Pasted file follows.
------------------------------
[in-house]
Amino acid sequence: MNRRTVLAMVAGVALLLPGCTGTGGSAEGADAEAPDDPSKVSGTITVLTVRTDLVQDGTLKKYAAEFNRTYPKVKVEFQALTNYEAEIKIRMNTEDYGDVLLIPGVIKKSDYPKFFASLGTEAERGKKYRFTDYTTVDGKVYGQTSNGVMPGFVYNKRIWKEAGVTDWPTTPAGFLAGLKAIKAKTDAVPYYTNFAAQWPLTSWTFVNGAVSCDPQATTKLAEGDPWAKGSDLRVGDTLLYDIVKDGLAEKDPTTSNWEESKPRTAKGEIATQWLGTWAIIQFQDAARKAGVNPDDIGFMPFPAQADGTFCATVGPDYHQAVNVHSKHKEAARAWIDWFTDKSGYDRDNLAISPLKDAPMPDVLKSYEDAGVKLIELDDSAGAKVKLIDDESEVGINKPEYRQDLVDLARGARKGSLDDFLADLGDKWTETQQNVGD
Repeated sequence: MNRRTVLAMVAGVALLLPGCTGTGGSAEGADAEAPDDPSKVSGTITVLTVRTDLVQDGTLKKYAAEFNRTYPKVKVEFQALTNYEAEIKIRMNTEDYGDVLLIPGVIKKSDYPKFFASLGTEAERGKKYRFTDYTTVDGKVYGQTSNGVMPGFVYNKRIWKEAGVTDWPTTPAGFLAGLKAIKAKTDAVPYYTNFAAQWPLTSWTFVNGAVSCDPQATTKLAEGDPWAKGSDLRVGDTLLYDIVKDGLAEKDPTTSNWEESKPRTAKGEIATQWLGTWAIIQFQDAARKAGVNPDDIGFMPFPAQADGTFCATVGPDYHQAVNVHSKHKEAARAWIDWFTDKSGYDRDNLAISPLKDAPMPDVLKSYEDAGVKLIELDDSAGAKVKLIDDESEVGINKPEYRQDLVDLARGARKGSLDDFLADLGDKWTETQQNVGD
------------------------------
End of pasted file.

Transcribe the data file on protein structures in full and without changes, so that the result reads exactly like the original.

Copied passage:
[in-house]
Amino acid sequence: MNRRTVLAMVAGVALLLPGCTGTGGSAEGADAEAPDDPSKVSGTITVLTVRTDLVQDGTLKKYAAEFNRTYPKVKVEFQALTNYEAEIKIRMNTEDYGDVLLIPGVIKKSDYPKFFASLGTEAERGKKYRFTDYTTVDGKVYGQTSNGVMPGFVYNKRIWKEAGVTDWPTTPAGFLAGLKAIKAKTDAVPYYTNFAAQWPLTSWTFVNGAVSCDPQATTKLAEGDPWAKGSDLRVGDTLLYDIVKDGLAEKDPTTSNWEESKPRTAKGEIATQWLGTWAIIQFQDAARKAGVNPDDIGFMPFPAQADGTFCATVGPDYHQAVNVHSKHKEAARAWIDWFTDKSGYDRDNLAISPLKDAPMPDVLKSYEDAGVKLIELDDSAGAKVKLIDDESEVGINKPEYRQDLVDLARGARKGSLDDFLADLGDKWTETQQNVGD
Repeated sequence: MNRRTVLAMVAGVALLLPGCTGTGGSAEGADAEAPDDPSKVSGTITVLTVRTDLVQDGTLKKYAAEFNRTYPKVKVEFQALTNYEAEIKIRMNTEDYGDVLLIPGVIKKSDYPKFFASLGTEAERGKKYRFTDYTTVDGKVYGQTSNGVMPGFVYNKRIWKEAGVTDWPTTPAGFLAGLKAIKAKTDAVPYYTNFAAQWPLTSWTFVNGAVSCDPQATTKLAEGDPWAKGSDLRVGDTLLYDIVKDGLAEKDPTTSNWEESKPRTAKGEIATQWLGTWAIIQFQDAARKAGVNPDDIGFMPFPAQADGTFCATVGPDYHQAVNVHSKHKEAARAWIDWFTDKSGYDRDNLAISPLKDAPMPDVLKSYEDAGVKLIELDDSAGAKVKLIDDESEVGINKPEYRQDLVDLARGARKGSLDDFLADLGDKWTETQQNVGD